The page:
Amazon Headwaters Saved


The Eugene City Council this week gave advocates for preserving the headwaters of Amazon Creek something to be thankful for over the holidays. The council agreed Nov. 24 to acquire two lots of property in the Martin Street area to add to the Ridgeline Trail system. The Be Noble Foundation will acquire a contiguous third lot. The three lots, totaling about 26 acres, contain two main branches of the Amazon Creek headwaters as well as lush habitat for both plant and animal wildlife.

The city of Eugene will pay $1.125 million, funded by $1.1 million from the parks bond measure passed by the voters in 2006, and a $25,000 donation from the Lane County Audubon Society. Be Noble Foundation will pay $625,000 and maintain ownership of one lot with a conservation easement in memory of the Erin Noble who died in a private plane crash in 2012.

The newly acquired natural area will supplement existing public park and natural areas in the vicinity of the Amazon headwaters, including Frank Kinney Park on the north side of Martin Street and more than 100 acres along a main tributary of Amazon Creek to the east and south of the newly acquired area. Amazon Creek, which drains about 60 percent of the city of Eugene, “flows through a diverse mix of land uses including forested headwaters, highly urbanized lands, parks, natural areas and farmland on its 22-mile westward journey to the Long Tom River,” reads a prepared statement from Craig Carnagey, director of the city’s Parks and Open Space Division, and Charlie Tebbutt, spokesperson for Be Noble Foundation.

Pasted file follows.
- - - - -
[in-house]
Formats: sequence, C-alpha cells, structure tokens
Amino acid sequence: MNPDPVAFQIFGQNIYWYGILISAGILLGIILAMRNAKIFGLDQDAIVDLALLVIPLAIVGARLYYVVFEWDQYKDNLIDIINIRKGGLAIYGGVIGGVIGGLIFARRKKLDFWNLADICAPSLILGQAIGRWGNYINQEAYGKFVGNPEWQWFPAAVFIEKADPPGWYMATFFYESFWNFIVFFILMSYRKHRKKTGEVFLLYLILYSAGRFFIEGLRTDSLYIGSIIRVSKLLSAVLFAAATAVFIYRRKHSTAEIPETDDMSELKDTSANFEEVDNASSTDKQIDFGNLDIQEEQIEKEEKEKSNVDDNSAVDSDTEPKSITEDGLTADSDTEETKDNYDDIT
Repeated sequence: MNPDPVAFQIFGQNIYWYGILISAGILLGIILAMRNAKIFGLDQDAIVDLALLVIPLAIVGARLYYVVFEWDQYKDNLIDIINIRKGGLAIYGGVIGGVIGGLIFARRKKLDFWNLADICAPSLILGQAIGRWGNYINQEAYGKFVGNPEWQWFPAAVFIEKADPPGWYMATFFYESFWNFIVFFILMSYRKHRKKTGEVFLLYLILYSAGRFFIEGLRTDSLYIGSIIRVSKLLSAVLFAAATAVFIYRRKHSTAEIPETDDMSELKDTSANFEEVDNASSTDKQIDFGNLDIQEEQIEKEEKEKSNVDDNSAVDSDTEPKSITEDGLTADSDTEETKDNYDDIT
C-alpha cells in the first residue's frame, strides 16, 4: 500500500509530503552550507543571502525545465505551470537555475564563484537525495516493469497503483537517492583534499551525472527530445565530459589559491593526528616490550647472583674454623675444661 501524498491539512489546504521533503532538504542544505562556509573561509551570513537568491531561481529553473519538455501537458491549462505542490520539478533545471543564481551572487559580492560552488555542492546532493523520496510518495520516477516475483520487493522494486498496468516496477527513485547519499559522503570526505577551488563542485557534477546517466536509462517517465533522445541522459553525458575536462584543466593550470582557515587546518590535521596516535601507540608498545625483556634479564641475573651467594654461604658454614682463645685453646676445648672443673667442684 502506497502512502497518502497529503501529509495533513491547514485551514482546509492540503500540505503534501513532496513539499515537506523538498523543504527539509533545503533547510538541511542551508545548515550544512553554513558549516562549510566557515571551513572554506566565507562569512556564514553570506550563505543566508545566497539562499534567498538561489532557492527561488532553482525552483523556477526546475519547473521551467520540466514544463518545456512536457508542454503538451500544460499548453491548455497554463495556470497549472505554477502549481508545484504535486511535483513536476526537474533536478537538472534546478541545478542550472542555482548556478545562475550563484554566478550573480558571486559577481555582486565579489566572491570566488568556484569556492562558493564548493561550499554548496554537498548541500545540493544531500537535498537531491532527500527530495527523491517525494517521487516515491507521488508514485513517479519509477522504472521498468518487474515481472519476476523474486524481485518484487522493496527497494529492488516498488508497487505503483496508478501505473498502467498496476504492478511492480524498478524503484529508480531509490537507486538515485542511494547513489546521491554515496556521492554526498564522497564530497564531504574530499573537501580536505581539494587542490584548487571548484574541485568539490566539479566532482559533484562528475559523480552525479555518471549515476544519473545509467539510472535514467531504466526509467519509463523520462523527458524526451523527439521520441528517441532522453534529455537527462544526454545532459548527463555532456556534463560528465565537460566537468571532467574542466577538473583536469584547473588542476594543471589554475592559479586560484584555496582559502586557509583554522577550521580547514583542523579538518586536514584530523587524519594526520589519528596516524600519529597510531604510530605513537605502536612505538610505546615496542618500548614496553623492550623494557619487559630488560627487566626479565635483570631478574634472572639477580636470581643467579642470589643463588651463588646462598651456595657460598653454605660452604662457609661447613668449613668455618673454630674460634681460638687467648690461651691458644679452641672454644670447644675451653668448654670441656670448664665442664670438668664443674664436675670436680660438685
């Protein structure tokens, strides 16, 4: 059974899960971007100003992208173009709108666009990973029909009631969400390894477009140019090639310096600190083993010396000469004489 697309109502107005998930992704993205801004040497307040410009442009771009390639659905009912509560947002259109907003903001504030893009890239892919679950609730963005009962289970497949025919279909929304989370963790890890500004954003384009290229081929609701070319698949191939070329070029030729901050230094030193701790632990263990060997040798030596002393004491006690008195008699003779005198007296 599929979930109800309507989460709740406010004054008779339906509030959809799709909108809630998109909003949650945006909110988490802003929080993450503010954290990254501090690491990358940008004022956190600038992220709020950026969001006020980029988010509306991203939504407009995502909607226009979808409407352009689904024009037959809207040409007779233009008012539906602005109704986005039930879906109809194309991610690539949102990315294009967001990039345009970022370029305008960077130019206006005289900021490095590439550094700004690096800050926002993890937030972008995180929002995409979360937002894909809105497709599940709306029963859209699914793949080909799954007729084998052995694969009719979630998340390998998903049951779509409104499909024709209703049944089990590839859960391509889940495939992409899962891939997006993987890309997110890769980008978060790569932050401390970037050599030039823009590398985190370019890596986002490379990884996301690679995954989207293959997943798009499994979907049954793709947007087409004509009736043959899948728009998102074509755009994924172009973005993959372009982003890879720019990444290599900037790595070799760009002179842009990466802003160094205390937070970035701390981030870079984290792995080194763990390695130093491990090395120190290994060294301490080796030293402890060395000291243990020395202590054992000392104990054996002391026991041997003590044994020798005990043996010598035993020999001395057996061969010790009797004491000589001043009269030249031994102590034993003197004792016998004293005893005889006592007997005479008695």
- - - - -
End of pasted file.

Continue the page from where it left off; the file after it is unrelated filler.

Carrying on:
This land provides a valuable ecological corridor between the Amazon greenway and the headwaters of Amazon Creek, according to the Be Noble website. The website also notes that this site was identified by the Army Corps of Engineers in its Metro Waterways study as a priority open space acquisition area for the protection and restoration of Amazon Creek.

“For over a decade many people in the community have wanted to see this property come into public ownership,” Carnagey says. “This parkland acquisition will both enhance natural resource protections in the headwaters of Amazon Creek, and provide more recreational opportunities for all Eugene residents to enjoy.”

“Erin Noble, a beloved member of the community, had committed to assist in the efforts to preserve this important ecological area before he tragically died,” Tebbutt says. “He was, among his many talents and interests, an avid hiker who frequently trekked through the headwaters area to the Ridgeline Trail and Spencer’s Butte summit. Erin’s parents set up Be Noble Foundation to carry on Erin’s commitments to preserve Eugene’s vsion of the Amazon headwaters.” Tebbutt says the foundation will ask that the area be named in Erin Noble’s memory.

Heather Sielecki, president of Southeast Neighbors Neighborhood Association, is quoted in the statement saying, “after so many years of uncertainty, to have this area added to the Ridgeline Trail system for all Eugeneans, present and future, to enjoy, is remarkable. We thank the Nobles and the city for this important legacy.”

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